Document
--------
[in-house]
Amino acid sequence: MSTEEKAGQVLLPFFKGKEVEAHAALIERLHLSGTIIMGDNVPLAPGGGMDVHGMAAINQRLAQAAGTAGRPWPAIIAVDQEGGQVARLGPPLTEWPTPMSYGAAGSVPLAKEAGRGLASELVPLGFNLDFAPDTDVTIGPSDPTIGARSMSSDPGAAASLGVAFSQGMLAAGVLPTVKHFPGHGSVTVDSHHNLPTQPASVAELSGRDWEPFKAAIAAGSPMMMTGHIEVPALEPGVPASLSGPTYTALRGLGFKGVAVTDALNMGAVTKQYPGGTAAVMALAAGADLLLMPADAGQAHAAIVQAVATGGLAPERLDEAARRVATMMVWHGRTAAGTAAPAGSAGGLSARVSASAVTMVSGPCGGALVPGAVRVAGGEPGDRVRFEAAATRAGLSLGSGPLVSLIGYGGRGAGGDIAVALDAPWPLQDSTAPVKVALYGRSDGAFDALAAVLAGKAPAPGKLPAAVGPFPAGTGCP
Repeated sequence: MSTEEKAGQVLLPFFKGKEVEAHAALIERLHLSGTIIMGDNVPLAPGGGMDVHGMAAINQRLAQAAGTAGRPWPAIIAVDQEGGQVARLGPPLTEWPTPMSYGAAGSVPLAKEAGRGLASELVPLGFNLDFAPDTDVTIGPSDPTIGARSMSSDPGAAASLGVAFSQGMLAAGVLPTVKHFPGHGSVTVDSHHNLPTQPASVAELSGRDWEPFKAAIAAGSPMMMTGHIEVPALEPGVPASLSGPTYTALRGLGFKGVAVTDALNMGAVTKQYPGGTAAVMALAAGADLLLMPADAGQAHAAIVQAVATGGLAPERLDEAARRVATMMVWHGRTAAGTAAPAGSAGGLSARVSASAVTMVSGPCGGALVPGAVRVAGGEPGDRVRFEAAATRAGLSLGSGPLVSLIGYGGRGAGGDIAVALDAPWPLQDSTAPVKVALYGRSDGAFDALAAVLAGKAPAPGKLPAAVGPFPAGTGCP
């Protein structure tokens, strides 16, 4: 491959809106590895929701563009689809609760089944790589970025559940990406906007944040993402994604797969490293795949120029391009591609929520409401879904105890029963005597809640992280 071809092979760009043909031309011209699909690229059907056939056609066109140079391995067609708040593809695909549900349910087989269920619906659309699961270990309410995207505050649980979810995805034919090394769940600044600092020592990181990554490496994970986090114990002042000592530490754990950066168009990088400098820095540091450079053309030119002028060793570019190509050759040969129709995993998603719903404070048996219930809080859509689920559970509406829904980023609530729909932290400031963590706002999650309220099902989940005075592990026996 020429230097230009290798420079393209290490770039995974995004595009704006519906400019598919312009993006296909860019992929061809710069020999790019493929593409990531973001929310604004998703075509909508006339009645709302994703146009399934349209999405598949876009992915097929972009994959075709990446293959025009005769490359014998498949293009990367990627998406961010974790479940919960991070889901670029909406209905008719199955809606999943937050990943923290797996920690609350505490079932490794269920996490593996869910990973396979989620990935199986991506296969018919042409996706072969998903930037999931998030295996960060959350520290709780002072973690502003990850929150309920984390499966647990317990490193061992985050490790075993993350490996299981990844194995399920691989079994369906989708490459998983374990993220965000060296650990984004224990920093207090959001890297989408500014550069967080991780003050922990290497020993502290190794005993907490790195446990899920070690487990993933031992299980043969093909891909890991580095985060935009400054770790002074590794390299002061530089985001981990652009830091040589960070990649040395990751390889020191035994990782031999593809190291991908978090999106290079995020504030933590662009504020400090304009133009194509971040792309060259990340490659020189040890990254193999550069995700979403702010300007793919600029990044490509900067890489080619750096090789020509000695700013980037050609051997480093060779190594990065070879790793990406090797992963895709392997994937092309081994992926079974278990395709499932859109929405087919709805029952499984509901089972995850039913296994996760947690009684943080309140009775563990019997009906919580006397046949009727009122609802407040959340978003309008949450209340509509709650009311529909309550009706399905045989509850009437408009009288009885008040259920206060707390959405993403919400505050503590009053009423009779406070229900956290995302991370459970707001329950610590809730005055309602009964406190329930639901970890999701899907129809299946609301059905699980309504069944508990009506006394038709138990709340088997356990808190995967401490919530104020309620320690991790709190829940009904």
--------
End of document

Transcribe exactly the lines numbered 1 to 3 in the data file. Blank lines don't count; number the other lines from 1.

[in-house]
Amino acid sequence: MSTEEKAGQVLLPFFKGKEVEAHAALIERLHLSGTIIMGDNVPLAPGGGMDVHGMAAINQRLAQAAGTAGRPWPAIIAVDQEGGQVARLGPPLTEWPTPMSYGAAGSVPLAKEAGRGLASELVPLGFNLDFAPDTDVTIGPSDPTIGARSMSSDPGAAASLGVAFSQGMLAAGVLPTVKHFPGHGSVTVDSHHNLPTQPASVAELSGRDWEPFKAAIAAGSPMMMTGHIEVPALEPGVPASLSGPTYTALRGLGFKGVAVTDALNMGAVTKQYPGGTAAVMALAAGADLLLMPADAGQAHAAIVQAVATGGLAPERLDEAARRVATMMVWHGRTAAGTAAPAGSAGGLSARVSASAVTMVSGPCGGALVPGAVRVAGGEPGDRVRFEAAATRAGLSLGSGPLVSLIGYGGRGAGGDIAVALDAPWPLQDSTAPVKVALYGRSDGAFDALAAVLAGKAPAPGKLPAAVGPFPAGTGCP
Repeated sequence: MSTEEKAGQVLLPFFKGKEVEAHAALIERLHLSGTIIMGDNVPLAPGGGMDVHGMAAINQRLAQAAGTAGRPWPAIIAVDQEGGQVARLGPPLTEWPTPMSYGAAGSVPLAKEAGRGLASELVPLGFNLDFAPDTDVTIGPSDPTIGARSMSSDPGAAASLGVAFSQGMLAAGVLPTVKHFPGHGSVTVDSHHNLPTQPASVAELSGRDWEPFKAAIAAGSPMMMTGHIEVPALEPGVPASLSGPTYTALRGLGFKGVAVTDALNMGAVTKQYPGGTAAVMALAAGADLLLMPADAGQAHAAIVQAVATGGLAPERLDEAARRVATMMVWHGRTAAGTAAPAGSAGGLSARVSASAVTMVSGPCGGALVPGAVRVAGGEPGDRVRFEAAATRAGLSLGSGPLVSLIGYGGRGAGGDIAVALDAPWPLQDSTAPVKVALYGRSDGAFDALAAVLAGKAPAPGKLPAAVGPFPAGTGCP